When Medical Literature Included Unicorns

"We know not the real truth of this matter to this day ..."
unicorn570.jpg

Pierre Pomet's A Compleat History of Druggs [sic], originally published in 1694, is a compendium of the animals, vegetables, and minerals from which all known medicines were derived. Written by Louis XIV's chief druggist, it served as one of the most comprehensive and authoritative references for doctors and healers. But at a time when tales of new traditions were arriving in Europe from all corners of the world, the book was also a portal to the exotic: Pomet wasn't above pandering to the masses by covering the basics of everything from mummies to unicorns.

In many places, it's difficult to distinguish what was taken to be scientific knowledge from the book's more fantastical elements -- the common reader, and Pomet himself, was probably equally unlikely to have seen either a unicorn or a narwhal:

compleathistoryo00pome_0470.jpg

But the unicorn's horn, be it from sea or potentially fictitious land beast, was undoubtedly thought to be potent:

Authors have ascribed almost incredible things to it, the chiefest of which are, to resist all manner of poisons, and to cure the plague, with all sorts of malignant fevers, the biting of serpents, mad dogs, etc.
goat570.jpg

The books also includes this rather vampirish goat, whose blood had healing properties:

That which they call musk is a corrupted blood, which is collected under the belly of this animal...and when it is ripe, the beast, by instinct, goes to rub himself against a tree to break it. And this corrupted blood being dried in the sun...acquire a strong smell that is very disagreeable, which it ought to retain when it is pure, and has not come into the hands of the Jews in Holland...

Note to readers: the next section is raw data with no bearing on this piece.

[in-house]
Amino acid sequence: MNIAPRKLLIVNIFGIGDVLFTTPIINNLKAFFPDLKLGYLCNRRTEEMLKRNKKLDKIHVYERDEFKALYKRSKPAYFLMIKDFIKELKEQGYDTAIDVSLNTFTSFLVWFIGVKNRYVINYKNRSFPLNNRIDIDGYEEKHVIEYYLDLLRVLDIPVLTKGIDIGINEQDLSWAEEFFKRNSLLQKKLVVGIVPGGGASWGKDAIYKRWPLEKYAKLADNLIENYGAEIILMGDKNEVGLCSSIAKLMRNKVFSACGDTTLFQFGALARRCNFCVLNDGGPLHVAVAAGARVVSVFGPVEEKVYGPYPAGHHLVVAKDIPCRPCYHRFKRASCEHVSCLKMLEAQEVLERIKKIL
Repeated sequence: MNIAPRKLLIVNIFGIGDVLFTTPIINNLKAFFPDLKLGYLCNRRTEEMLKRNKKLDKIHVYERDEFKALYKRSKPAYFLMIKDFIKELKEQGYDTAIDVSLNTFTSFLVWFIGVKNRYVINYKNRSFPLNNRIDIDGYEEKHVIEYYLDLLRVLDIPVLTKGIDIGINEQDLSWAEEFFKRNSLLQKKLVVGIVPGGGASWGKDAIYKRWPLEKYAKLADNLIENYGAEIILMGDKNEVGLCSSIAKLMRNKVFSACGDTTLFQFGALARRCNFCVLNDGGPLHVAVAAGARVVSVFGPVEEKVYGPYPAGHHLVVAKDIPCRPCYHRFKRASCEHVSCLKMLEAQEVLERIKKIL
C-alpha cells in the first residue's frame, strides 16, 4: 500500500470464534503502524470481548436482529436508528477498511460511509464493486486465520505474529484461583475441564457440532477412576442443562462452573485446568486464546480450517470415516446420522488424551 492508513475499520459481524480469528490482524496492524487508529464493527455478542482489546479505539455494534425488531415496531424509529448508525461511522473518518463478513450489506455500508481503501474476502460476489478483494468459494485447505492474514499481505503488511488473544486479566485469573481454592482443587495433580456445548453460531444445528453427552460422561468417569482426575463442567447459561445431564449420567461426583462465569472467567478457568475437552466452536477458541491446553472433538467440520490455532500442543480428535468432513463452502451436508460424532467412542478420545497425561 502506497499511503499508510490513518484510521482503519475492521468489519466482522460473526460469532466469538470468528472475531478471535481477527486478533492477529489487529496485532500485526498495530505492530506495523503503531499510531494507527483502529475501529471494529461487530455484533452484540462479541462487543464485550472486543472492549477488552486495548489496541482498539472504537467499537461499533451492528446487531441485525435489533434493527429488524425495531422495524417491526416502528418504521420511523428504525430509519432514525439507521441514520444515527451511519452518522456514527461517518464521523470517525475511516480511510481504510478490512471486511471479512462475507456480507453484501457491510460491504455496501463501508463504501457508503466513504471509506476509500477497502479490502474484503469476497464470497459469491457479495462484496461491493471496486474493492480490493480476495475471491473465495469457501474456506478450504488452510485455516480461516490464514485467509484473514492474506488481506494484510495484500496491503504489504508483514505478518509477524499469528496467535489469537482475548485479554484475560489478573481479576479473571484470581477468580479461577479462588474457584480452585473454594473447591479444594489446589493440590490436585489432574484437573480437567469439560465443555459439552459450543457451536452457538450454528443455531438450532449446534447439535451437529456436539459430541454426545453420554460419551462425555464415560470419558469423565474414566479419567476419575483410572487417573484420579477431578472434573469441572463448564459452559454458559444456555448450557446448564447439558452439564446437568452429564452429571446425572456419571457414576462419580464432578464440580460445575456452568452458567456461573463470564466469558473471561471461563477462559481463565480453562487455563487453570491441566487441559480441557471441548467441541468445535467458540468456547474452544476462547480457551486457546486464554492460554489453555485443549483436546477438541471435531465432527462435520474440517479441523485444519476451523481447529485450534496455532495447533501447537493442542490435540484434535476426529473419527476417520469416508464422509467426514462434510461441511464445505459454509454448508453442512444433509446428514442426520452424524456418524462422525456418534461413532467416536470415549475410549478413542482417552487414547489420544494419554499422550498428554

It fortifies the heart and brain, refreshes the decayed spirits; it resists poison...increases seed, and expels wind.

Under Pomet's treatment, even more conventional animals are rendered with awe for their supposed healing properties. In the illustrations, which are attributed to the engraver Jean Crepy, they take on a mythic quality:

compleathistoryo00pome_0417.jpg
compleathistoryo00pome_0436.jpg
compleathistoryo00pome_0467.jpg
Presented by

Lindsay Abrams is an assistant editor at Salon and a former writer and producer for The Atlantic's Health Channel.

Never Tell People How Old They Look

Age discrimination affects us all. Who cares about youth? James Hamblin turns to his colleague Jeffrey Goldberg for advice.

Join the Discussion

After you comment, click Post. If you’re not already logged in you will be asked to log in or register.

blog comments powered by Disqus

Video

Never Tell People How Old They Look

Age discrimination affects us all. James Hamblin turns to a colleague for advice.

Video

Would You Live in a Treehouse?

A treehouse can be an ideal office space, vacation rental, and way of reconnecting with your youth.

Video

Pittsburgh: 'Better Than You Thought'

How Steel City became a bikeable, walkable paradise

Video

A Four-Dimensional Tour of Boston

In this groundbreaking video, time moves at multiple speeds within a single frame.

Video

Who Made Pop Music So Repetitive? You Did.

If pop music is too homogenous, that's because listeners want it that way.

More in Health

Just In